The internal resistance to flow of a fluid. The unit of viscosity is the Pascal second.
Note 1 : The viscosity of a solution of a polymer is commonly expressed in one of the following ways:
(a) viscosity ratio: the ratio of the viscosity of a solution to the viscosity of the pure solvent (formerly known as relative viscosity).
(b) specific viscosity: the viscosity ratio less unity.
(c) limiting viscosity number: the value obtained by extrapolating, to zero concentration, the ratio of the specific viscosity of a solution to the concentration of the solute (formerly known as intrinsic viscosity).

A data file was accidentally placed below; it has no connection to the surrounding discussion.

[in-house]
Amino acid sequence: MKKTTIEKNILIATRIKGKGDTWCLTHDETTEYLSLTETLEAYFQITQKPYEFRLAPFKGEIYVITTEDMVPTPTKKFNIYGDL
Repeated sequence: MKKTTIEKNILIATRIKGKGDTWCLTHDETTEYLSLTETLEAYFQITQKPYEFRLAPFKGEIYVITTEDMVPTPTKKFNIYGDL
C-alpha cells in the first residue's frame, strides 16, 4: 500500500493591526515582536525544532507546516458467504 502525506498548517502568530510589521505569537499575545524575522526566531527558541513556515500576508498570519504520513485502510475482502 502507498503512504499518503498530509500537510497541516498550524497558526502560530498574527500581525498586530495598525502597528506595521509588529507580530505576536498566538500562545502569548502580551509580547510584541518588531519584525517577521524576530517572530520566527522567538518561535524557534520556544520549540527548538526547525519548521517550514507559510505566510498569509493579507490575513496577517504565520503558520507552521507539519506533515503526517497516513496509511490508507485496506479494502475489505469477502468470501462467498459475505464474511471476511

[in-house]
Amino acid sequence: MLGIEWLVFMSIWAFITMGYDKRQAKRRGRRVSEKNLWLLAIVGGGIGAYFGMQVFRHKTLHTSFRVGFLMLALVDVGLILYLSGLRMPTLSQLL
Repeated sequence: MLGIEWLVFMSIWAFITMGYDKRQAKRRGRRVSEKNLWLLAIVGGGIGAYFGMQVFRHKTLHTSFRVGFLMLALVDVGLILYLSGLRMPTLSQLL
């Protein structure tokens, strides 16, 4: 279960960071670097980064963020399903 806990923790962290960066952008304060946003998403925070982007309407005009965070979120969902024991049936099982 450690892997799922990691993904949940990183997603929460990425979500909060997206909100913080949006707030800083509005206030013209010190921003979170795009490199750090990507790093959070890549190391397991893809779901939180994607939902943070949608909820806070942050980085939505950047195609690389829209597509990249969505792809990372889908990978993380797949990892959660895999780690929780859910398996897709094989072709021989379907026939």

Note 2 : Some fluids such as size mixings exhibit anomalous viscosity effects and cannot therefore be characterized by a single measurement. The flow behaviour of a mixing is best described flow curve relating apparent viscosity to shearing stress. If the shearing stresses operative in sizing were known, then the apparent viscosities of the mixings at these stresses could be related to their sizing behaviour. Without this knowledge, measurements at some arbitrary stress have to be used: these are of value in characterizing a particular type of size and can often be relate the take-up of size by the warp.